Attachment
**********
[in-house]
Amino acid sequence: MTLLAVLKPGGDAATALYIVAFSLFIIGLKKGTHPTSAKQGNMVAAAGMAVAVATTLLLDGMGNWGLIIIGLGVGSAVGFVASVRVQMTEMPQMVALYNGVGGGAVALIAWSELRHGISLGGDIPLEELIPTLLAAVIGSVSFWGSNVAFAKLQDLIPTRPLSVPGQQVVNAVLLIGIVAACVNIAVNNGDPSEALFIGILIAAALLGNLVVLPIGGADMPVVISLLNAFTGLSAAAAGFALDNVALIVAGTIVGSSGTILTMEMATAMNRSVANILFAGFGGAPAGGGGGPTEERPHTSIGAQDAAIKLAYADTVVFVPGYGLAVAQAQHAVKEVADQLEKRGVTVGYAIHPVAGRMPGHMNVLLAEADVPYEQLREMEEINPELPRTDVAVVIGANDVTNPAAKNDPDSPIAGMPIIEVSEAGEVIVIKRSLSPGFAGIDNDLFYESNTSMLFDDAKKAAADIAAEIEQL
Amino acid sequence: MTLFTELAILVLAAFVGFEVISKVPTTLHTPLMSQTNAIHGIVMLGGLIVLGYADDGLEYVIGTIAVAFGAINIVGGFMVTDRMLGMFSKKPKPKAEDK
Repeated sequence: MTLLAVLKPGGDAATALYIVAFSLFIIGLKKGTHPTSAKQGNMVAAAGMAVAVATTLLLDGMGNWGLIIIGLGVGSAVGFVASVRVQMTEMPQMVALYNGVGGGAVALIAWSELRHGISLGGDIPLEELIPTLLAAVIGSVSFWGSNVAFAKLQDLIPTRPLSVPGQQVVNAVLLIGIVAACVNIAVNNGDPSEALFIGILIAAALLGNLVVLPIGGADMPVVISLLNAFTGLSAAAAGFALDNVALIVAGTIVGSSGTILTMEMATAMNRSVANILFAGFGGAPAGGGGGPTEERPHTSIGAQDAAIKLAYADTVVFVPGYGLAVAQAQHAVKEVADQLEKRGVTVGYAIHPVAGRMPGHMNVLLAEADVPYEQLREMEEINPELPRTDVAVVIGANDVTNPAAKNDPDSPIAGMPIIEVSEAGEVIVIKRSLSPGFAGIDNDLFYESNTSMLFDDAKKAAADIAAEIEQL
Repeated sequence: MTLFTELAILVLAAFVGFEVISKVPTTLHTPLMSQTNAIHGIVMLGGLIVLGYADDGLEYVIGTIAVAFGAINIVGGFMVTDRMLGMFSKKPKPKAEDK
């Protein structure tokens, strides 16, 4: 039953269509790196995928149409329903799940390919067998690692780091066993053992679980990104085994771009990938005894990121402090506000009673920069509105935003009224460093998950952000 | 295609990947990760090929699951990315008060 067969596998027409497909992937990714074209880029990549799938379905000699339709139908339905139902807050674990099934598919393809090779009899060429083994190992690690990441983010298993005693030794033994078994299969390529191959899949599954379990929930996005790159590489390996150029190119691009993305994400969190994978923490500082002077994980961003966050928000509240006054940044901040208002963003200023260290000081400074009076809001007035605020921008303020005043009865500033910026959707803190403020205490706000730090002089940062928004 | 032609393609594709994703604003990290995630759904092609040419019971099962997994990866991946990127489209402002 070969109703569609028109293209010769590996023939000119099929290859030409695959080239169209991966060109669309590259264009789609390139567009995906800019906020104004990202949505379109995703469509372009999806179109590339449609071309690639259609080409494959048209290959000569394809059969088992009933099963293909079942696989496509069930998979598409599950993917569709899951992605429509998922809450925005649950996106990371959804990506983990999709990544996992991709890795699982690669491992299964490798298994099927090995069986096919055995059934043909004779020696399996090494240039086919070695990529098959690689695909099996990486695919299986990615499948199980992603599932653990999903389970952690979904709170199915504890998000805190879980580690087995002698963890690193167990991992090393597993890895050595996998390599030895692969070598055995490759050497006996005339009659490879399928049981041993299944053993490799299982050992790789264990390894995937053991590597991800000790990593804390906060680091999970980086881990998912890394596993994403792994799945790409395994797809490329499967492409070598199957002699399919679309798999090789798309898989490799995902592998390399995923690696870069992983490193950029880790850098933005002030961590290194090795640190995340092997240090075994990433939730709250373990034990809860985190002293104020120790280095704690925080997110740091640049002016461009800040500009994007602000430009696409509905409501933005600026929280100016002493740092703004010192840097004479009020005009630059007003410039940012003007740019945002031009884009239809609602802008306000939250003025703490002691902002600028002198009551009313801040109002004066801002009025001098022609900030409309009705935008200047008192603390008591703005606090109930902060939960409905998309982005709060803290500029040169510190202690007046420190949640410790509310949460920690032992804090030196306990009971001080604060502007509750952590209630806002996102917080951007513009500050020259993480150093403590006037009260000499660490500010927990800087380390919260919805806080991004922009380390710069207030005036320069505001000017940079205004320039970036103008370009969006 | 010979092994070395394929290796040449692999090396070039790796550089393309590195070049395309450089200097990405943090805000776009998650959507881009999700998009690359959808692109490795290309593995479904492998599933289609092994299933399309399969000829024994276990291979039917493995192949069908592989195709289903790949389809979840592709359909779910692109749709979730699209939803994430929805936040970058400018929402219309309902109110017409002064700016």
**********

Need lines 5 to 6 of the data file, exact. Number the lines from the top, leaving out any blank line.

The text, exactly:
Repeated sequence: MTLFTELAILVLAAFVGFEVISKVPTTLHTPLMSQTNAIHGIVMLGGLIVLGYADDGLEYVIGTIAVAFGAINIVGGFMVTDRMLGMFSKKPKPKAEDK
């Protein structure tokens, strides 16, 4: 039953269509790196995928149409329903799940390919067998690692780091066993053992679980990104085994771009990938005894990121402090506000009673920069509105935003009224460093998950952000 | 295609990947990760090929699951990315008060 067969596998027409497909992937990714074209880029990549799938379905000699339709139908339905139902807050674990099934598919393809090779009899060429083994190992690690990441983010298993005693030794033994078994299969390529191959899949599954379990929930996005790159590489390996150029190119691009993305994400969190994978923490500082002077994980961003966050928000509240006054940044901040208002963003200023260290000081400074009076809001007035605020921008303020005043009865500033910026959707803190403020205490706000730090002089940062928004 | 032609393609594709994703604003990290995630759904092609040419019971099962997994990866991946990127489209402002 070969109703569609028109293209010769590996023939000119099929290859030409695959080239169209991966060109669309590259264009789609390139567009995906800019906020104004990202949505379109995703469509372009999806179109590339449609071309690639259609080409494959048209290959000569394809059969088992009933099963293909079942696989496509069930998979598409599950993917569709899951992605429509998922809450925005649950996106990371959804990506983990999709990544996992991709890795699982690669491992299964490798298994099927090995069986096919055995059934043909004779020696399996090494240039086919070695990529098959690689695909099996990486695919299986990615499948199980992603599932653990999903389970952690979904709170199915504890998000805190879980580690087995002698963890690193167990991992090393597993890895050595996998390599030895692969070598055995490759050497006996005339009659490879399928049981041993299944053993490799299982050992790789264990390894995937053991590597991800000790990593804390906060680091999970980086881990998912890394596993994403792994799945790409395994797809490329499967492409070598199957002699399919679309798999090789798309898989490799995902592998390399995923690696870069992983490193950029880790850098933005002030961590290194090795640190995340092997240090075994990433939730709250373990034990809860985190002293104020120790280095704690925080997110740091640049002016461009800040500009994007602000430009696409509905409501933005600026929280100016002493740092703004010192840097004479009020005009630059007003410039940012003007740019945002031009884009239809609602802008306000939250003025703490002691902002600028002198009551009313801040109002004066801002009025001098022609900030409309009705935008200047008192603390008591703005606090109930902060939960409905998309982005709060803290500029040169510190202690007046420190949640410790509310949460920690032992804090030196306990009971001080604060502007509750952590209630806002996102917080951007513009500050020259993480150093403590006037009260000499660490500010927990800087380390919260919805806080991004922009380390710069207030005036320069505001000017940079205004320039970036103008370009969006 | 010979092994070395394929290796040449692999090396070039790796550089393309590195070049395309450089200097990405943090805000776009998650959507881009999700998009690359959808692109490795290309593995479904492998599933289609092994299933399309399969000829024994276990291979039917493995192949069908592989195709289903790949389809979840592709359909779910692109749709979730699209939803994430929805936040970058400018929402219309309902109110017409002064700016």